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Design Influences: Josef Müller-Brockmann

Thalia Kalodimos, Sr. Writer

LeBron James makes it look so easy. (Okay, Stephen Curry might have made it look even easier at this year’s NBA finals.) They fly though the air, with the greatest of ease, and get middle schoolers and middle agers all over the world jumping and slam-dunking. Maybe that’s a definition of brilliance: performance so seemingly simple and effortless anyone who witnesses it wants to give it a try.

(This is Part 3 in our profiles of Grady Campbell creative influences. “The Thinkers”–Swiss Design: Josef Brockmann.)

Josef Muller-Brockmann (1914-1996) was a 5-foot-something design legend in a dignified tweed suit and occasional bowtie–more of a Clark Kent or Peter Parker than a superhero or superstar. But his deceivingly brilliant work made the world believe it was so easy anyone could do it.

Brockmann was the protagonist of the Swiss School, known for disciplined, restrained, radically modernist geometric design (with the intricacy of a Swiss timepiece.) Primary colors were his palette of choice, with high impact black and white and what was regarded as the perfect typeface for any purpose: Helvetica. Brockmann is best known for introducing an almost scientific grid system to graphic design. Classical structural formulas used by artists of the past were turned on end (sometimes literally) by this modern solution for page structure.

He approached a blank page in much the same way one might plan a city street. Rectilinear avenues of typography led to precisely placed images, and became every bit as important. Only careful study of the final result could reveal the ingenious path to achieve it.

But a design diva Brockmann was not, describing himself and his work in downright self-deprecating terms. He said he became a graphic designer “by accident,” padding his school compositions with illustrations to avoid writing more words. (A savvy teacher saw his talent and guided him to the arts.) Later it would be Brockmann’s work, and that of his own students and fellow artists, that helped define Switzerland’s cultural identity.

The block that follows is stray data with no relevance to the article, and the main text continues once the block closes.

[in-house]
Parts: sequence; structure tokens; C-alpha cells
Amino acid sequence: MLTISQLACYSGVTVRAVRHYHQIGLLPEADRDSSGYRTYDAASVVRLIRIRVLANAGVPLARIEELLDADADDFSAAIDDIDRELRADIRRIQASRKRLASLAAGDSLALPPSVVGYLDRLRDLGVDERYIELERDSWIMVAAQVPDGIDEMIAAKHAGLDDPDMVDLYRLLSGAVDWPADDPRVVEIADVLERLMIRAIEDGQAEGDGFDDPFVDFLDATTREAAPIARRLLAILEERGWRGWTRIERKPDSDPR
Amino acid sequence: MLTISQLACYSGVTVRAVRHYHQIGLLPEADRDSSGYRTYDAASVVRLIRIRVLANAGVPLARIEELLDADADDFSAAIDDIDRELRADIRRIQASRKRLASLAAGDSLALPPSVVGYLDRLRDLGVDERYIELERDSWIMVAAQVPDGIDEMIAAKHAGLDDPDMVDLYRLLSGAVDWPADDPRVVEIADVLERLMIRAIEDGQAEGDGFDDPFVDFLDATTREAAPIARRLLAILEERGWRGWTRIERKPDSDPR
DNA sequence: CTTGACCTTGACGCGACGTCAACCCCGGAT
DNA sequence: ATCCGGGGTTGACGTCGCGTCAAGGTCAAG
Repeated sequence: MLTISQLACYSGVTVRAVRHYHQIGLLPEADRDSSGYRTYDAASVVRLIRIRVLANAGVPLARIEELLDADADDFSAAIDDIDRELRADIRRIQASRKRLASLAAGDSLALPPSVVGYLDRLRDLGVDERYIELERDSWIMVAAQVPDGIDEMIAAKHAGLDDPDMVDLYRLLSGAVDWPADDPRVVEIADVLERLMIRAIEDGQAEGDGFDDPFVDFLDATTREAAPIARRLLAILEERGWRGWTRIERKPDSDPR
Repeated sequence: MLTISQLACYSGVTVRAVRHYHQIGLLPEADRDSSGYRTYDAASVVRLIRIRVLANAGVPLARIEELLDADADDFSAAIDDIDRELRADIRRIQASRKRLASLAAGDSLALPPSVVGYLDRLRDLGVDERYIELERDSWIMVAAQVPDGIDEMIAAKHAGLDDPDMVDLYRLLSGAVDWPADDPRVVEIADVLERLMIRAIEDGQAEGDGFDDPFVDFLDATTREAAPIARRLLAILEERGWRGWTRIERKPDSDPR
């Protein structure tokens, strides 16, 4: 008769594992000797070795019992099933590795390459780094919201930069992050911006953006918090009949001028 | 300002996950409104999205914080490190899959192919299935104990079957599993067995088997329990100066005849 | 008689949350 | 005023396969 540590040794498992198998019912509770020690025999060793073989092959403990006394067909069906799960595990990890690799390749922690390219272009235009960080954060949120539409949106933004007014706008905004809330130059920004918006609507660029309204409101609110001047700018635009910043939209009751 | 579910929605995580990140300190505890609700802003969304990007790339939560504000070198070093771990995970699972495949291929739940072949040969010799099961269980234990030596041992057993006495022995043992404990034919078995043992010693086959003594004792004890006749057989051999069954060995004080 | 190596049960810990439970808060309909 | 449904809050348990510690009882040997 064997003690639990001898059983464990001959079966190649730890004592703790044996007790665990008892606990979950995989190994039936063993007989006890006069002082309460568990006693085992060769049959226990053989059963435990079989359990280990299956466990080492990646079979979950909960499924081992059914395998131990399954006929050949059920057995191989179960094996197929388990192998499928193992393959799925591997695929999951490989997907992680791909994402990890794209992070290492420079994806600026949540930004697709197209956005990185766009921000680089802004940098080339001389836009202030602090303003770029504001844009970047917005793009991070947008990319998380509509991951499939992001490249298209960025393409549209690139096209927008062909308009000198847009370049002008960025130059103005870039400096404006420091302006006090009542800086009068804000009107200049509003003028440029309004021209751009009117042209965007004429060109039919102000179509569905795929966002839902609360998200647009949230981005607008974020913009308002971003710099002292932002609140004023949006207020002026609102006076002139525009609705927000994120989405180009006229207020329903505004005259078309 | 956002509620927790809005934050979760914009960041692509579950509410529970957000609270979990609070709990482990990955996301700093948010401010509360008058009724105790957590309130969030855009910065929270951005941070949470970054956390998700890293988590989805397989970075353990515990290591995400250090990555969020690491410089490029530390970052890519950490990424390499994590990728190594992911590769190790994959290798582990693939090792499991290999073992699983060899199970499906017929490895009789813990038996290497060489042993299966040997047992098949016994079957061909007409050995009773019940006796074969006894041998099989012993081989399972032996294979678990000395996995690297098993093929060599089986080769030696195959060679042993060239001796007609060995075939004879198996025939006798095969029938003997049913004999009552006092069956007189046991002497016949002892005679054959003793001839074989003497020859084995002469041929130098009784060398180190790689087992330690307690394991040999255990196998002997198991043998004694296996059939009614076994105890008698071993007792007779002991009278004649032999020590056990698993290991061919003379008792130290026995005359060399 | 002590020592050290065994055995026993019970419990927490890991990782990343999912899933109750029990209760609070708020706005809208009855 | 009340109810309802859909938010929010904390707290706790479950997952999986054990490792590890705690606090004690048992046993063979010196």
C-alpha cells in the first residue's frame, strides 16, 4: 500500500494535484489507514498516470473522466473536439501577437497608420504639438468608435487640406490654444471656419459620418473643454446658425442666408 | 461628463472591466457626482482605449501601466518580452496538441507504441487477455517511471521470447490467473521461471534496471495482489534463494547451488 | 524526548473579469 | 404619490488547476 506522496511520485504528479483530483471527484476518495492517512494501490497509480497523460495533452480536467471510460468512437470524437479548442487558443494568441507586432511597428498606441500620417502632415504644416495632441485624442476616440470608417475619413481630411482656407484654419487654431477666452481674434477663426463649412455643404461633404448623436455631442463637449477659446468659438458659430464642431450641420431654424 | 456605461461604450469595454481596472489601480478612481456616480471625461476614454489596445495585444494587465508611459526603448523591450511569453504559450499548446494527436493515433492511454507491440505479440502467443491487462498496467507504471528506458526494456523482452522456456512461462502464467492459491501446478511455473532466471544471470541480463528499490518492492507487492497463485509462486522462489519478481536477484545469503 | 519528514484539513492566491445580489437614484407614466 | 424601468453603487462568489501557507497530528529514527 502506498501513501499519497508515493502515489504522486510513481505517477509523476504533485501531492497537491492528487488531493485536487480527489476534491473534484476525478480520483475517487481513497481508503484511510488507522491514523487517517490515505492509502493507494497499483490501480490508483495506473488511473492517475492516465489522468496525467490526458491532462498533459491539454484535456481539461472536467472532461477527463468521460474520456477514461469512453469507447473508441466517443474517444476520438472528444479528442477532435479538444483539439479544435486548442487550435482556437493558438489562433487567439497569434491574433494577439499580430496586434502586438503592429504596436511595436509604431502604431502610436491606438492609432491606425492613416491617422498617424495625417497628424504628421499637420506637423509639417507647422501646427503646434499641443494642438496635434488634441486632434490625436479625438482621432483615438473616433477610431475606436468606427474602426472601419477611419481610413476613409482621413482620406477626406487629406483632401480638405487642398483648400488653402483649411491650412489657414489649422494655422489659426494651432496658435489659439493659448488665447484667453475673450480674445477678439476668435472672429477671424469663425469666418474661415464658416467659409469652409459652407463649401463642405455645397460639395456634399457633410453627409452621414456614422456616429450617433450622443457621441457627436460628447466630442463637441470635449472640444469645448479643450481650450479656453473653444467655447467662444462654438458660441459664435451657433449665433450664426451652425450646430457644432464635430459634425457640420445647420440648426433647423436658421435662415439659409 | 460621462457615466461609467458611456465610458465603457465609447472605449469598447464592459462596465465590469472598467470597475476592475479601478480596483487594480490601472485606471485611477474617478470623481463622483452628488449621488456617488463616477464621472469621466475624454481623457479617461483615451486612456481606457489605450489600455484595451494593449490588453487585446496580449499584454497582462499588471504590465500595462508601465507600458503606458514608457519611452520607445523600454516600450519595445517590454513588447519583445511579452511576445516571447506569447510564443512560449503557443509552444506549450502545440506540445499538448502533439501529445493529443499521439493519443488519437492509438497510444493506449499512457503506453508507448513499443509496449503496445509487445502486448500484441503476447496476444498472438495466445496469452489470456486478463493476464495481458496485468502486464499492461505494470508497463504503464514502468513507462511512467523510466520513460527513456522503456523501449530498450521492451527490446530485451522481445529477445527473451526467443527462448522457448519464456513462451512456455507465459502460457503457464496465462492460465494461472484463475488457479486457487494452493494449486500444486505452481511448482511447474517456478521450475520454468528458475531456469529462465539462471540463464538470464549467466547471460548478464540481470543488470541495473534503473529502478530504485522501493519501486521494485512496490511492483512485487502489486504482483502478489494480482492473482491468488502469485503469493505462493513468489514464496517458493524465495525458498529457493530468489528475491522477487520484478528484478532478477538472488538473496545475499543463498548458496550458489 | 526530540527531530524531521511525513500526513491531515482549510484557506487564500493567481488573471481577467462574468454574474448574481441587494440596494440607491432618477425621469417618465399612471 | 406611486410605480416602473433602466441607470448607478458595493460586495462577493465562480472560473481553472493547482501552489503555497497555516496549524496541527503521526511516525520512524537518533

If Paul Rand was known as a tyrant taskmaster, Massimo Vignelli, a flashy romantic, Josef Brockmann was very much the kind mentor. Brockmann had an authentic commitment to what makes sense, and a genuine respect for every person’s unique way of deciding that. Kerry Grady came to know Brockmann through years of study and typography textbooks, but the two met personally at an AIGA–American Institute of Graphic Arts–national conference, (Kerry and the AIGA Board invited him to speak at another after that.)

Advances in technology have brought about an explosion in design. Anyone with Adobe Creative Suite might feel like Brockmann’s brilliance was right in the box. But most of his work was impressively by hand (not by mouse.)

Brockmann, ever the generous mentor, shared with Kerry his philosophy that great design is powerful. He told him a story of how he once refused to design cigarette packaging. “He didn’t want to beautify something devised to kill people,” Kerry says. Just as Voltaire put it (or Uncle Ben in Spiderman, if you remember that better.) “With great power comes great responsibility.” Maybe Brockmann was something of a superhero after all.

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